Daily Real Estate News | Thursday, December 18, 2014
Republished from realtormag.com
The Senate approved an extension of the Mortgage Debt Forgiveness Act by a wide margin this week, bringing home owners who did a short sale this year one step closer to tax relief. The bill, which passed the House of Representatives two weeks ago, is expected to be signed by President Barack Obama.
The Senate approved the bill in a 76-16 vote.
The Mortgage Debt Forgiveness Act expired at the end of 2013, making distressed home owners responsible for paying taxes on “phantom income” from the forgiven debt once their properties are sold. The tax on a 2014 short sale or workout would have been due this coming April 15 had Congress not extended the measure.
The average short sale has a mortgage forgiveness of about $75,000.
The National Association of REALTORS® issued a call to action earlier this month, urging REALTORS® to submit letters to their Congressional representatives in support of extending the Mortgage Debt Forgiveness Act.
“NAR applauds Congressional leaders in both chambers for their effort to pass this legislation before adjournment,” NAR President Chris Polychron said in a statement. “REALTORS® strongly supported the bipartisan Mortgage Forgiveness Tax Relief Act, which was included in the package to prevent underwater borrowers from paying taxes on any mortgage debt forgiven or canceled by a lender in a workout, or after their home was sold for less money than was owed.”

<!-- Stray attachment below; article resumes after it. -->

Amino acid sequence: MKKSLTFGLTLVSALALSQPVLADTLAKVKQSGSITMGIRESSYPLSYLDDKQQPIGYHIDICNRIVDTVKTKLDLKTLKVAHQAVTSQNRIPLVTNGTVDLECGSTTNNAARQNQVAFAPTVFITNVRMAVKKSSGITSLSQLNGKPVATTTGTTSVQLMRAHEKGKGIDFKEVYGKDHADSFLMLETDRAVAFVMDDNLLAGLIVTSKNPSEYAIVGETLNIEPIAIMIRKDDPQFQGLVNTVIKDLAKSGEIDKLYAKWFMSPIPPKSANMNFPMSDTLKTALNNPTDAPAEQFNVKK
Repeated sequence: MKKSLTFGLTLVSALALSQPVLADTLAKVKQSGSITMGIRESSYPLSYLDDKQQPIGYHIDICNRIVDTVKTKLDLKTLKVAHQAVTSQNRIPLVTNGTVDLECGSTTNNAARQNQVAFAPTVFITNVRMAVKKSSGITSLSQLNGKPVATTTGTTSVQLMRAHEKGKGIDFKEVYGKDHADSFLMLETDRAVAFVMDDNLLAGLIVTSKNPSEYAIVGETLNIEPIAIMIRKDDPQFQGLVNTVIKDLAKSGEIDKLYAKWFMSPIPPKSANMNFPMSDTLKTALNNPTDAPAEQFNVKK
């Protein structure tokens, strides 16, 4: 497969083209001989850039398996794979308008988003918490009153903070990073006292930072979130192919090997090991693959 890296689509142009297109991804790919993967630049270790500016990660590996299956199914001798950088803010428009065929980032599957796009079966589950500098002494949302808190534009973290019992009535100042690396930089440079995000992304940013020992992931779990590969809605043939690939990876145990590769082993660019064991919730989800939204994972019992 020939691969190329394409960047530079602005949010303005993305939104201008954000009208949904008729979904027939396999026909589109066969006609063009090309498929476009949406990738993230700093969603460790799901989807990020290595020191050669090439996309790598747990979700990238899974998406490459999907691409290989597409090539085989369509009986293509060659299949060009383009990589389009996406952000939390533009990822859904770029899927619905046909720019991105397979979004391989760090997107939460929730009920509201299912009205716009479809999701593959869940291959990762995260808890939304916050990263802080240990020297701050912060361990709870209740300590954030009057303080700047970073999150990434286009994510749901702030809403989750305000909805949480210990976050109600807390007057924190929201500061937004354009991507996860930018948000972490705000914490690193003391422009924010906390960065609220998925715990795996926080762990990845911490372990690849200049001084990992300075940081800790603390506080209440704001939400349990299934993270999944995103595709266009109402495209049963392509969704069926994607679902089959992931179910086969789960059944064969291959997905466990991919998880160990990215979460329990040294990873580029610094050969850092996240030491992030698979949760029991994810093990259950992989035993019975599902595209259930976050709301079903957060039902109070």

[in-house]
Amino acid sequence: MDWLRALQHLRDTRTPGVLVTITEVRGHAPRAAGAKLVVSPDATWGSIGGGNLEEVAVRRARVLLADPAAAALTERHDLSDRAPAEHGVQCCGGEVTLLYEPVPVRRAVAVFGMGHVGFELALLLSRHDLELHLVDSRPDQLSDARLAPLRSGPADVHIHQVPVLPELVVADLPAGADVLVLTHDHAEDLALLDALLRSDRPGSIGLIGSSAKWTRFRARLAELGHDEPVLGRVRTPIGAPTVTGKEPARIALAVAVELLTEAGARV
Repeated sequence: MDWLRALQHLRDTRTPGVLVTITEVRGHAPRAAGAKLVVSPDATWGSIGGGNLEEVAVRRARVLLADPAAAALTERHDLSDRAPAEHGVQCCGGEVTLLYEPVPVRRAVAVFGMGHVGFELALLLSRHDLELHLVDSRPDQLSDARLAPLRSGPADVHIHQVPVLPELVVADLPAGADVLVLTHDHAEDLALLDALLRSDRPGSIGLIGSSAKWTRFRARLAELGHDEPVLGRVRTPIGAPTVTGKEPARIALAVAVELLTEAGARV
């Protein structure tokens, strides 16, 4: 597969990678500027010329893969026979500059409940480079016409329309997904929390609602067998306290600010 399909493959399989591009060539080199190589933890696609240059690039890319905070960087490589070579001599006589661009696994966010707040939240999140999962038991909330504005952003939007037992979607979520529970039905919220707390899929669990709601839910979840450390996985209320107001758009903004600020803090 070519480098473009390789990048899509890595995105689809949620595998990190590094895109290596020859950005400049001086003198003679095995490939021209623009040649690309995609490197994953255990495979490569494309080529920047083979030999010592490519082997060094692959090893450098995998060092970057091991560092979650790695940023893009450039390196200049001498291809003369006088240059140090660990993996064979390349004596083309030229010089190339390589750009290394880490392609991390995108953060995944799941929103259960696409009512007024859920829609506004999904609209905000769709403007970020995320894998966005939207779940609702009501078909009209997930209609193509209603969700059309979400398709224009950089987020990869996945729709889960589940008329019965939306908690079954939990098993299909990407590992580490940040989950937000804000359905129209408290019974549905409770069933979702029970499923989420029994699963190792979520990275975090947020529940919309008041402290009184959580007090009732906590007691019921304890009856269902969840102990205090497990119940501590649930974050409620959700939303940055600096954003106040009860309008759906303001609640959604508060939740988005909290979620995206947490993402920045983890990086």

The extension will only apply to short sales conducted in 2014. Any further extensions will have to be considered by the new Congress, which begins its 2015 session in January.
Footnote by Frank Biganski, Real Estate Professional
As previous short sale clients will attest, I have been very optimistic about whether Congress would extend the tax break to short sale client in 2014 and although the current extension only affects short sale closings that occurred in 2014, I remain optimistic that Congress will extend a tax break again for short sale sellers in 2015 or perhaps, even through the end of 2016.
Given my past experience as an elected official, and knowing that budgets, the party in charge, and upcoming presidential elections, will govern how and whether tax breaks will be provided, and I remain very optimistic that the Mortgage Debt Forgiveness Act will be extended once again – even if in the final hour.
If you have any additional questions or concerns about short sales, call, text or email me anytime — I have been actively involved in short sales since 2010.